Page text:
'Law & Order: SVU' has an impressive track record for predicting real-life crime
For 20 seasons, television’s longest-running drama, Law & Order: SVU has featured plots that could very well have been “ripped from the headlines.” Show creator Dick Wolf and his writer’s room have turned the complicated, gory, and often cruel stories that lead the news into 45-minute episodes have gripped audiences for decades. There was an episode loosely based on Chris Brown’s assault of Rihanna, an episode about the high rates of sexual assault in the military, and most recently, an episode with similarities to the Harvey Weinstein sexual abuse allegations.
Perhaps a result of the show's subject matter, there are episodes that jump ahead of the news. Crimes that are suspected or whispered about get the full prosecutorial treatment on SVU. The world of SVU is one where the bad guy always faces Lady Justice.
As K. Austin Collins observed for Vanity Fair, a 2011 episode titled “Flight,” featured detectives Olivia Benson (Mariska Hargitay) and Elliot Stabler (Christopher Meloni) investigating a character who is eerily similar to Jeffrey Epstein. At the time, it was one of the show’s more ambitious plotlines: A billionaire is accused of sex trafficking young girls for him and his wealthy associates.
When the detectives go after him, they realize this is no ordinary sexual predator. He has an entire system in place to protect him, a woman who helped him procure the girls he’d assault, and a total lack of fear for consequences. This billionaire believes he is above the law. At the time, it made sense in the context that most of the work with the assumption that powerful men are running all over the world wreaking havoc and getting away with it.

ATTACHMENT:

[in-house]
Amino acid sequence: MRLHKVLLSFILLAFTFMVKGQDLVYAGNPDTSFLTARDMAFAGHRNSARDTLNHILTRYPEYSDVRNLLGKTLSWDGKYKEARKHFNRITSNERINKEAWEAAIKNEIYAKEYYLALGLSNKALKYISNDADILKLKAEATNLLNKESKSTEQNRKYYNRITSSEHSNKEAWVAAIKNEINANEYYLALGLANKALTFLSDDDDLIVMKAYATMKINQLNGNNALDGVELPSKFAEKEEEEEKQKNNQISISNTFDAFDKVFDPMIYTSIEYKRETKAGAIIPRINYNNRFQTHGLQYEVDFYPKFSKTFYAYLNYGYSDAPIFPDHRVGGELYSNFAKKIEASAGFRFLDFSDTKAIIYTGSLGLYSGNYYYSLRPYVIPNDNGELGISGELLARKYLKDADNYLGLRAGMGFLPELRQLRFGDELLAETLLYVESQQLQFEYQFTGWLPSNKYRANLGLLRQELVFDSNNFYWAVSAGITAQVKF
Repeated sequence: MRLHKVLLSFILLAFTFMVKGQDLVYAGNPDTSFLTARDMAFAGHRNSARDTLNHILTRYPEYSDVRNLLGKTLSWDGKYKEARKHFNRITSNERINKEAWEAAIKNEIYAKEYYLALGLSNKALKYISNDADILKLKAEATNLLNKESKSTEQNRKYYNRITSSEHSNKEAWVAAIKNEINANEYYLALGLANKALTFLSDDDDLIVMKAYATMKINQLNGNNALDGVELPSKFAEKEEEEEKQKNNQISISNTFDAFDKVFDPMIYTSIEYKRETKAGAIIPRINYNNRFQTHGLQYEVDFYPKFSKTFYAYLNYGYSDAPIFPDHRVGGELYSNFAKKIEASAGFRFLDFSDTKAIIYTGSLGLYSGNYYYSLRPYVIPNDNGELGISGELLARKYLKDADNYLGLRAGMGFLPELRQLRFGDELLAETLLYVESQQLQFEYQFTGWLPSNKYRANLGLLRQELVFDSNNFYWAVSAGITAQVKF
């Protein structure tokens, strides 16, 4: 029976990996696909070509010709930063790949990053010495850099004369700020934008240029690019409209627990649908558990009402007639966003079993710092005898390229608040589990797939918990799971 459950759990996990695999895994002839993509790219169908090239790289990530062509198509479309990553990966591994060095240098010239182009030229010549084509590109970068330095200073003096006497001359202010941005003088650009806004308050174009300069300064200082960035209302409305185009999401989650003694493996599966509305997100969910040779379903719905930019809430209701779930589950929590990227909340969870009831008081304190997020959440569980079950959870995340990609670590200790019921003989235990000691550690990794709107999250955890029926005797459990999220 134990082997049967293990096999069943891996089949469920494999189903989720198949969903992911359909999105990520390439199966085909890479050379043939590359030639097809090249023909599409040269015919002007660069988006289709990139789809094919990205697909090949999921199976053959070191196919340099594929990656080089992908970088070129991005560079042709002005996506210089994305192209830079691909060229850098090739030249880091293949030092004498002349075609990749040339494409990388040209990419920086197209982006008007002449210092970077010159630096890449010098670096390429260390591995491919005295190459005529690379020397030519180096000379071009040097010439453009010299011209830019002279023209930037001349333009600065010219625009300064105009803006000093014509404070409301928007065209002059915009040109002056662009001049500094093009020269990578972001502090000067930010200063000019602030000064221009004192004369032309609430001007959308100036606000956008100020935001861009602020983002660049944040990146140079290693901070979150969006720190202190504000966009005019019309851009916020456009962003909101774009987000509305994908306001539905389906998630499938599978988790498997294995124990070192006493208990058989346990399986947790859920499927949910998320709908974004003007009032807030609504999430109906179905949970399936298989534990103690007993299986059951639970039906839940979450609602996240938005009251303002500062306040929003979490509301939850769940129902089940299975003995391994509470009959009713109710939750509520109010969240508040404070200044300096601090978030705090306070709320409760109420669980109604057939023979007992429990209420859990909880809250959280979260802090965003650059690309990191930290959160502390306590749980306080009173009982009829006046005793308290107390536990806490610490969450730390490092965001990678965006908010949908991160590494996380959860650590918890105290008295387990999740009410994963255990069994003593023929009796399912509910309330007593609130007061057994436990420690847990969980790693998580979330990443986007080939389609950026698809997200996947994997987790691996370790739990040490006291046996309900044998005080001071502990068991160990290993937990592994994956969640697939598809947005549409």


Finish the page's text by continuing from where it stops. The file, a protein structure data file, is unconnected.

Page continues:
By the beginning of this year, it wasn’t just plausible though; thanks to investigative reporting from Miami Herald reporter Julia Brown, it was confirmed that Epstein was responsible for a number of crimes, and his powerful associates were implicated as well. In that episode, the billionaire escapes punishment — one of the few times the outcome in the show is less harsh than the outcome in real life.
Perhaps the most absurd example of an SVU episode come to life is from the same season. In an episode titled “Bang,” Starring John Stamos as a man named Ken Turner. It starts as the detectives interview him as a witness in an abandoned baby case. But through the course of the investigation, they discover he’s actually the father to over 20 children. Turner’s been on a mission to create an army with his own DNA. To do so, he impregnated women without their knowledge, through various methods of deception and coercion. It was one of SVU’s most absurd and convoluted plotlines, considered to be the imagined genius from the SVU writers room.
Yet, in June 2019, a similarly absurd story was published on BBC, about a Canadian doctor who was secretly inseminating his patients at a fertility clinic with his own sperm. According to investigations that began in 2016, the doctor did this to over 20 people, starting back in the 1970s. While there are noticeable differences between the two stories, it is notable that one of the series' most far fetched plotlines preceded — by at least four years — a very similar case.
With season 21 starting tonight, there are 20 new episodes coming down the line that will try to tackle our national headlines. It will be interesting to see how SVU contends with the next decade of society’s worst behavior, and which stories they bring to our attention.